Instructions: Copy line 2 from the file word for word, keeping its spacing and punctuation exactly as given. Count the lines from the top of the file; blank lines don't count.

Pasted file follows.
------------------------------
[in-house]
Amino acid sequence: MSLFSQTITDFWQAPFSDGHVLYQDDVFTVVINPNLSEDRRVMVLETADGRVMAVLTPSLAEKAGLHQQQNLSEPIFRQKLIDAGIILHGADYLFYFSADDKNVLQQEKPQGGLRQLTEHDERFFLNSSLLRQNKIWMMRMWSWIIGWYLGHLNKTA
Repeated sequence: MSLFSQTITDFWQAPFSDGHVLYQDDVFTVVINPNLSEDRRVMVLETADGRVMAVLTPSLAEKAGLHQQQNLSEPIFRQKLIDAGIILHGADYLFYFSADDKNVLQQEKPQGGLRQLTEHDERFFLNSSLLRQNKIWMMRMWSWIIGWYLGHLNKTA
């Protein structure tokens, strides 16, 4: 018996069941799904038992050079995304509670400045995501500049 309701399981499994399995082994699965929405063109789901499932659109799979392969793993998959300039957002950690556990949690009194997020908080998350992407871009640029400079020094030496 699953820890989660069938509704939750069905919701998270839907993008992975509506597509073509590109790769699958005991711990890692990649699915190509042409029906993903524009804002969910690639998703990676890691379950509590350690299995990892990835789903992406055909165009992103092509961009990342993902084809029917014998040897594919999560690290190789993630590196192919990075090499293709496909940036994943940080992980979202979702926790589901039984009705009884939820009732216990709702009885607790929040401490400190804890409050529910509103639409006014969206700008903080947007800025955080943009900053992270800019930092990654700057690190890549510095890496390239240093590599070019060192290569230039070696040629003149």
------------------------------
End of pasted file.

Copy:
Amino acid sequence: MSLFSQTITDFWQAPFSDGHVLYQDDVFTVVINPNLSEDRRVMVLETADGRVMAVLTPSLAEKAGLHQQQNLSEPIFRQKLIDAGIILHGADYLFYFSADDKNVLQQEKPQGGLRQLTEHDERFFLNSSLLRQNKIWMMRMWSWIIGWYLGHLNKTA